Ken, thanks for answering my question! Nice to end the week on a high note.

I would like to suggest Bobby Rich as a podcast guest for several reasons. You could talk about old times and how radio has changed. You are an experienced podcaster now, has that changed your view of radio (which I now think of as a live podcast). He just started a new station here in Tucson and I would like to hear him talk about the effect of podcasts on listeners (and ratings) and his view of the future of radio. But mainly it'd be fun to hear you both laugh about old times.

Thanks again.

blinky said...

Random Friday-ish question: Why do actresses refer to themselves as actors? Is that woke or unwoke?

Bob Paris said...

Ken: I have a question about a potential occupational hazard. When you are at a social event where people know you are a comedy writer, do you feel the need to be "on" and funny?

Lemuel said...

Joseph Scarbrough: I've been watching Match Game reruns (because Yes that's my life) and it sounds like Burghoff's voice was normally high-pitched.

Ted said...

At first glance, I thought that Gary Burghoff photo was George Costanza.

Mike Bloodworth said...

Thank you for answering my F.Q., Ken. As always, much appreciated.

I too have never understood the appeal of "My Big Fat Greek Wedding." I've always referred to it, and only half-jokingly, as "My Big Fat Greek Disappointment." It's one of those movies where you're waiting for something to happen and it never does. I didn't think the dialog was all that funny either. Maybe if I was of Greek decent I'd think differently.

I'm old enough that I saw Radar's farewell episode first run. At that time the only thing I could think of was, "Look at his hairline!" I always thought that it was intentional to show that Radar had grown up.
I don't remember the exact wording, but in one episode Radar says, "I'm the only one that's going to leave here younger than when I got here." That's one of the things I liked better about the movie than the series. In the movie Radar was just as sly and devious as the rest of them. I guess that for the TV show they wanted more of a contrast between him and Hawkeye and Trapper, et al.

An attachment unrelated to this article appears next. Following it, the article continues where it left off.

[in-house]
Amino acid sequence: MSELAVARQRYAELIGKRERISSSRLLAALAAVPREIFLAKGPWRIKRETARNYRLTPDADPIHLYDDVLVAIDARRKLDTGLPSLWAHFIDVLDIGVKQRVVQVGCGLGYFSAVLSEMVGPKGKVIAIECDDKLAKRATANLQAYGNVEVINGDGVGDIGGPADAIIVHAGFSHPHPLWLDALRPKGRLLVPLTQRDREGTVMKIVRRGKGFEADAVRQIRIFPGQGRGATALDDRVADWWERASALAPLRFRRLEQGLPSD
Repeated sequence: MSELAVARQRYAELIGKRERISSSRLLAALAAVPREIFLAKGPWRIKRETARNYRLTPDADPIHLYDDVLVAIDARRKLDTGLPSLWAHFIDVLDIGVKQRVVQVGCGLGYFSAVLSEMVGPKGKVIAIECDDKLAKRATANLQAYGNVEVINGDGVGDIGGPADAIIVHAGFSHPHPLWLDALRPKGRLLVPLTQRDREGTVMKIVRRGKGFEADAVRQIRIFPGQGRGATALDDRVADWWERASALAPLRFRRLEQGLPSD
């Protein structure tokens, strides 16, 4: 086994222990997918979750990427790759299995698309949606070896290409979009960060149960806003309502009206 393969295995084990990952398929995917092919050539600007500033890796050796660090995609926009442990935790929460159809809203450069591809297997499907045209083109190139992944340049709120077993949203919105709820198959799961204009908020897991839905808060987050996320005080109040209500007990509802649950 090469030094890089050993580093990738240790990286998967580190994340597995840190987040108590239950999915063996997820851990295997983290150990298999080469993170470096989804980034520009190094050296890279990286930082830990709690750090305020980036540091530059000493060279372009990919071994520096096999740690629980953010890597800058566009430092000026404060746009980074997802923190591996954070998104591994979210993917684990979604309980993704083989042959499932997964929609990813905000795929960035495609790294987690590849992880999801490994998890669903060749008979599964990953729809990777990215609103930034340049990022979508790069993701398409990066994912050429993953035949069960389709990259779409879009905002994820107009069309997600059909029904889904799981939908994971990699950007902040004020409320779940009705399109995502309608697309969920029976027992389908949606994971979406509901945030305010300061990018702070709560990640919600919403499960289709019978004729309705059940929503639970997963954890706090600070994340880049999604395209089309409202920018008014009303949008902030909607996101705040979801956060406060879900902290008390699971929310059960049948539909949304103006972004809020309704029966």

Mike Bloodworth said...

P.S. In that photo Gary looks like a younger version of Kurtwood Smith.

Unknown said...

I know you aren't greek, but I have greek friends. My big fat greek wedding is a real hoot once you know a little about their culture. I think the movie hit a wave making it a mild success for it's sweet depiction of ugly duckling to swan story.

I knew one of the extras, his name was Nick.

But it is easy to understand people not liking the movie. It seems like the type of movie, the more popular it gets, more people dislike it.

Carson said...

Advertisers supposedly just love the "key demo." What are your thoughts on whether this group is the center of too much focus when it comes to broadcast decisions?

MG said...

In regards to Mike Bloodworth's comment about the differences between the movie and tv versions of Radar. Ken has run several times a question post that Gary Burghoff was kind enough to answer about the change to Radar. Just type Radar into the search box and it will come up.
I think the last time Ken reposted it was about three years ago so if you're new to the blog it is well worth looking up.

Alan Gollom said...

Hi Ken,

Have you ever written a joke that to this day you think is positively brilliant and funny, yet no one else gets it? If so, how do you account for that?

Have a great weekend.

Curt Alliaume said...

Here's the link MG refers to (regarding Gary Burghoff's explanation of the change in Radar):

Agreed that Gary Burghoff's receding hairline probably threw viewers off in the Good-Bye, Radar episodes (although Gary had appeared enough on Match Game over the previous few years that many people probably had the idea). Still, Burghoff was in his dress uniform for much of those two episodes while traveling, so the cap would have been inappropriate.

Mark said...

A question no one asked but many would love to know.

Who is the model on your book "Must Kill TV" ?

She is the one who "peeks" at us when we open Ken Levine Blog in one of the tabs and open other tabs too, constantly reminding us to go back to Ken Levine tab and look for new comments.

Charles Bryan said...

First, I love that you (and others, I assume, when their shows were used) made some nice money off of those blooper shows.

Second, about writing characters unlike yourself, do you find a bit of that character in yourself? We've all got habits (or addictions) we struggle with. And Becker's a bit of wish-fulfillment for those times we want to say something tough but can't. I imagine that Larry David gets to live out a lot of conversational fantasies on Curb Your Enthusiasm.

Randall Klugman said...


Why are there no multicamera comedy movies? Even SABRINA, THE TEENAGE WITCH and GOOD LUCK CHARLIE changed formats when they made movies.

sanford said...

Ken mentioned the killing off of Henry Blake but he left a lot out. Here is Larry Gelbert talking about killing off Blake.

Lisa F. said...

I agree with Joseph Scarbrough that Gary usually gave Radar's voice a higher pitch to show his youth.

I think Gary's voice might have naturally deepened, or not been able to stay heightened, when he's raising his voice. Radar spent a fair amount of time being angry in Goodbye Radar Part 2. Rightly so, as he was grieving the loss of Uncle Ed, dealing with Klinger's incompetence, and reacting when others told him to go home when he at first decided to stay.

You can hear some of the same, twangy, deeper, vocal quality when Radar raises his voice to Hawkeye from his hospital bed in Fallen Idol.

Gary didn't seem to have a regional accent (Wayne Rogers had a definite southern accent!) until Radar raises his voice to yell at Hawkeye, and then his vowels sound different.

I read that since Radar didn't wear his hat during his final episodes the cast had his hat bronzed, then presented it to Gary as a farewell gift. Is there truth to that, Ken?